Abstract Title:

Dietary Supplementation with Galactooligosaccharides Attenuates High-Fat, High-Cholesterol Diet-Induced Glucose Intolerance and Disruption of Colonic Mucin Layer in C57BL/6 Mice and Reduces Atherosclerosis in Ldlr-/- Mice.

Abstract Source:

J Nutr. 2019 Oct 5. Epub 2019 Oct 5. PMID: 31586202

Abstract Author(s):

Siddhartha S Ghosh, Jing Wang, Paul J Yannie, Yashnoor K Sandhu, William J Korzun, Shobha Ghosh

Article Affiliation:

Siddhartha S Ghosh


BACKGROUND: A Western-type diet (WD), rich in fat and cholesterol but deficient in fiber, induces development of diabetes and atherosclerosis. Colonic bacteria use the gut's mucous lining as an alternate energy source during periods of fiber deficiency, resulting in intestinal barrier erosion.

OBJECTIVE: We hypothesized that supplementing a WD with galactooligosaccharide (GOS) fiber would attenuate WD-induced mucin layer disruption and attenuate development of metabolic diseases.

METHODS: C57BL/6 mice (both sexes, 8-10 wk of age) were fed a standard rodent diet (TD7012, reference) or a high-fat, high-cholesterol-containing WD (TD88137, 21% fat, 0.15% cholesterol, 19.5% caesin) or a WD supplemented with 5% GOS fiber (TD170432, WD + GOS) for 16 wk. WD-fed mice that were gavaged daily with curcumin (100 mg/kg) served as positive controls. Glucose tolerance, colonic mucin layer, gene expression, and circulating macrophage/neutrophil levels were determined. Hyperlipidemic Ldlr-/- mice (both sexes, 8-10 wk of age) fed a WD with or without GOS supplementation (for 16 wk) were used to assess plasma LPS and atherosclerosis. Effects of dietary supplementation on different parameters were compared for each genotype.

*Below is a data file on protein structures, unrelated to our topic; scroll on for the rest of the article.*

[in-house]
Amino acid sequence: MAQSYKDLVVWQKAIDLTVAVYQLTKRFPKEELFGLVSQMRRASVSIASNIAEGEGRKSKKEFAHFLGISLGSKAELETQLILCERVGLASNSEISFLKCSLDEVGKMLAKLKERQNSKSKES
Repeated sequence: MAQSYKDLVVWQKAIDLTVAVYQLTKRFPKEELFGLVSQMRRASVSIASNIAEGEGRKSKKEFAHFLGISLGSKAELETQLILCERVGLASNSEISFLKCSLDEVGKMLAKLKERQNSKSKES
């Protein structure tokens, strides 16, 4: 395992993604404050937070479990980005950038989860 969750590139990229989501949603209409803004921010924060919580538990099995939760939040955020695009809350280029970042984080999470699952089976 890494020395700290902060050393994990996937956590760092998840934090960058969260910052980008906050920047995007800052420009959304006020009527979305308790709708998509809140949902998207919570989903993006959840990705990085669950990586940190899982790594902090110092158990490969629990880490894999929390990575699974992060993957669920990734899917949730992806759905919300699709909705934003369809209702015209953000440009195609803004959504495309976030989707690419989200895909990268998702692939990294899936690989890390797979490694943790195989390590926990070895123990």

RESULTS: Compared with a WD, glucose tolerance was significantly improved in male C57BL/6 mice fed a WD + GOS (mean ± SEM: AUC = 53.6 ± 43.9 compared with 45.4 ± 33.3 g ⋅ min/dL; P = 0.015). Continuity of colonic mucin layer (MUC-2 expression) was improved in mice receiving GOS supplementation, indicating improved intestinal barrier. GOS supplementation also reduced circulating macrophages (30% decrease) and neutrophils (60% decrease), suggesting diminished systemic inflammation. In Ldlr-/- mice, GOS supplementation significantly reduced plasma LPS concentrations (mean ± SEM: 0.81 ±  0.43 EU/mL compared with 0.32 ± 0.26 EU/mL, P   < 0.0001, in females and 0.56 ± 0.24 EU/mL compared with 0.34 ± 0.12 EU/mL, P = 0.036, in males), improved glucose tolerance in male mice, and attenuated atherosclerotic lesion area (mean ± SEM: 54.2% ± 6.19% compared with 43.0% ± 35.12%, P   = 0.0006, in females and 54.6% ± 3.99% compared with 43.1% ± 8.11%, P = 0.003, in males).

CONCLUSIONS: GOS fiber supplementation improves intestinal barrier in C57BL/6 and Ldlr-/- mice and significantly attenuates WD-induced metabolic diseases and, therefore, may represent a novel strategy for management of these diseases.

Study Type : Animal Study

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